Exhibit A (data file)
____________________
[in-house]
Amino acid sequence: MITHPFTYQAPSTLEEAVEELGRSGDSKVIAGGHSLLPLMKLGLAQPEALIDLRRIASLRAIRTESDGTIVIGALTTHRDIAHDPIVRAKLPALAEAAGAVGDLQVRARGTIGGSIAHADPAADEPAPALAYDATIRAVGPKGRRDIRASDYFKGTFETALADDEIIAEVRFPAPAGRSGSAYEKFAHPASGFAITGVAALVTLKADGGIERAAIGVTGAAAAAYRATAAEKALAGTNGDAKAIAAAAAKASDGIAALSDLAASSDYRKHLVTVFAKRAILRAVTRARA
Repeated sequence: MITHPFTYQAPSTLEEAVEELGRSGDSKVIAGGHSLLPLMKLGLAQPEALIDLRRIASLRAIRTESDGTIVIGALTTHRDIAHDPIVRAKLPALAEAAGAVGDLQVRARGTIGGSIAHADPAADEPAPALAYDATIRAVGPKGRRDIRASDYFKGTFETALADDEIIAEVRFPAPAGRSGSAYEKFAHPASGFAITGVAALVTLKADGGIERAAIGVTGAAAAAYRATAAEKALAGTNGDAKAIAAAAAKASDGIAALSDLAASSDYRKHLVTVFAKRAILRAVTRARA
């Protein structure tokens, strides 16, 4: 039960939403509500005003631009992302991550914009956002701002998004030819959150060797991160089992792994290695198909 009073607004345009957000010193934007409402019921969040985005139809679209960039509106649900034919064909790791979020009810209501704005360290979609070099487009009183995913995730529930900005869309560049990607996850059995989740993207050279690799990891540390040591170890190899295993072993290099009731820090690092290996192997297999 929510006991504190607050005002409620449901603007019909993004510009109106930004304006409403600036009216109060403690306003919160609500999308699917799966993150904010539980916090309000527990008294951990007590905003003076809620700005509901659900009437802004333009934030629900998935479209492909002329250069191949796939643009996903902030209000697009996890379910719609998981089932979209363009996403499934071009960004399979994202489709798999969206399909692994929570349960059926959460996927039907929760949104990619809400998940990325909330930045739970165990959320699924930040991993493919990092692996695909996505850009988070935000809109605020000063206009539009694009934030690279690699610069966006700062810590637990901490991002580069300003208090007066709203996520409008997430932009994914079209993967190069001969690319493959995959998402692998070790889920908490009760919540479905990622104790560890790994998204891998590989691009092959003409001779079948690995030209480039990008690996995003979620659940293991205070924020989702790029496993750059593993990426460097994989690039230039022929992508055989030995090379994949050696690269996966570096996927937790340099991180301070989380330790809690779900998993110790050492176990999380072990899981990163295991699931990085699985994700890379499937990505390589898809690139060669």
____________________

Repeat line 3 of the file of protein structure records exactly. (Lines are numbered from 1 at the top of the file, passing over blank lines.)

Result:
Repeated sequence: MITHPFTYQAPSTLEEAVEELGRSGDSKVIAGGHSLLPLMKLGLAQPEALIDLRRIASLRAIRTESDGTIVIGALTTHRDIAHDPIVRAKLPALAEAAGAVGDLQVRARGTIGGSIAHADPAADEPAPALAYDATIRAVGPKGRRDIRASDYFKGTFETALADDEIIAEVRFPAPAGRSGSAYEKFAHPASGFAITGVAALVTLKADGGIERAAIGVTGAAAAAYRATAAEKALAGTNGDAKAIAAAAAKASDGIAALSDLAASSDYRKHLVTVFAKRAILRAVTRARA